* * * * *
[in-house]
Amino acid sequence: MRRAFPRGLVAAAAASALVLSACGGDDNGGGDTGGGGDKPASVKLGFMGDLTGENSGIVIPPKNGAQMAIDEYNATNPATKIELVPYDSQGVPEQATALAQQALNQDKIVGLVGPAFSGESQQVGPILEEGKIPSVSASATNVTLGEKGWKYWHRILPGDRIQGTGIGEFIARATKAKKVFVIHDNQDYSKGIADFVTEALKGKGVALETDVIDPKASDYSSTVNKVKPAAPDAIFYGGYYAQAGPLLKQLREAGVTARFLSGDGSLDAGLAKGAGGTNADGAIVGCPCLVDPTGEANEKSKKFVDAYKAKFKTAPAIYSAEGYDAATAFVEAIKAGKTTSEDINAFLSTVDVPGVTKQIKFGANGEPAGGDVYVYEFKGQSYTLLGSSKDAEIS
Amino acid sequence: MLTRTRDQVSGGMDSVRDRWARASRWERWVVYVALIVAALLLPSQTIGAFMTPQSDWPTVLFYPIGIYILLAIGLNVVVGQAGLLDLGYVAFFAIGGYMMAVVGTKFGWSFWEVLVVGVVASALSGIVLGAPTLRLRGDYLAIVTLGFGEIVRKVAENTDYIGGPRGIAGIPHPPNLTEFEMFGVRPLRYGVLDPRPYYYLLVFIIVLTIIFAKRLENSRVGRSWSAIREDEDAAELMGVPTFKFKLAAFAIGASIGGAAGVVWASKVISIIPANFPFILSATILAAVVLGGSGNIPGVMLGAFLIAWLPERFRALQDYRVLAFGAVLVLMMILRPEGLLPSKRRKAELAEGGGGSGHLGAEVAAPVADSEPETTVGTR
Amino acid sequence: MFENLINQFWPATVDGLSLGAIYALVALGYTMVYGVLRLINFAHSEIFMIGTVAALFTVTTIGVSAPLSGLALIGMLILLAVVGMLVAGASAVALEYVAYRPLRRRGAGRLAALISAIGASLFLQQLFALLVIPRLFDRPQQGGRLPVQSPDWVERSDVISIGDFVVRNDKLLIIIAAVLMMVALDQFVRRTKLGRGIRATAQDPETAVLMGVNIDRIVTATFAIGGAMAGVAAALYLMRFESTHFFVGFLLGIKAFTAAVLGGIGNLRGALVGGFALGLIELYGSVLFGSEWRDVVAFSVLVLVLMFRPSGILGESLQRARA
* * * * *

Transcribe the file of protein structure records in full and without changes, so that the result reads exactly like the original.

[in-house]
Amino acid sequence: MRRAFPRGLVAAAAASALVLSACGGDDNGGGDTGGGGDKPASVKLGFMGDLTGENSGIVIPPKNGAQMAIDEYNATNPATKIELVPYDSQGVPEQATALAQQALNQDKIVGLVGPAFSGESQQVGPILEEGKIPSVSASATNVTLGEKGWKYWHRILPGDRIQGTGIGEFIARATKAKKVFVIHDNQDYSKGIADFVTEALKGKGVALETDVIDPKASDYSSTVNKVKPAAPDAIFYGGYYAQAGPLLKQLREAGVTARFLSGDGSLDAGLAKGAGGTNADGAIVGCPCLVDPTGEANEKSKKFVDAYKAKFKTAPAIYSAEGYDAATAFVEAIKAGKTTSEDINAFLSTVDVPGVTKQIKFGANGEPAGGDVYVYEFKGQSYTLLGSSKDAEIS
Amino acid sequence: MLTRTRDQVSGGMDSVRDRWARASRWERWVVYVALIVAALLLPSQTIGAFMTPQSDWPTVLFYPIGIYILLAIGLNVVVGQAGLLDLGYVAFFAIGGYMMAVVGTKFGWSFWEVLVVGVVASALSGIVLGAPTLRLRGDYLAIVTLGFGEIVRKVAENTDYIGGPRGIAGIPHPPNLTEFEMFGVRPLRYGVLDPRPYYYLLVFIIVLTIIFAKRLENSRVGRSWSAIREDEDAAELMGVPTFKFKLAAFAIGASIGGAAGVVWASKVISIIPANFPFILSATILAAVVLGGSGNIPGVMLGAFLIAWLPERFRALQDYRVLAFGAVLVLMMILRPEGLLPSKRRKAELAEGGGGSGHLGAEVAAPVADSEPETTVGTR
Amino acid sequence: MFENLINQFWPATVDGLSLGAIYALVALGYTMVYGVLRLINFAHSEIFMIGTVAALFTVTTIGVSAPLSGLALIGMLILLAVVGMLVAGASAVALEYVAYRPLRRRGAGRLAALISAIGASLFLQQLFALLVIPRLFDRPQQGGRLPVQSPDWVERSDVISIGDFVVRNDKLLIIIAAVLMMVALDQFVRRTKLGRGIRATAQDPETAVLMGVNIDRIVTATFAIGGAMAGVAAALYLMRFESTHFFVGFLLGIKAFTAAVLGGIGNLRGALVGGFALGLIELYGSVLFGSEWRDVVAFSVLVLVLMFRPSGILGESLQRARA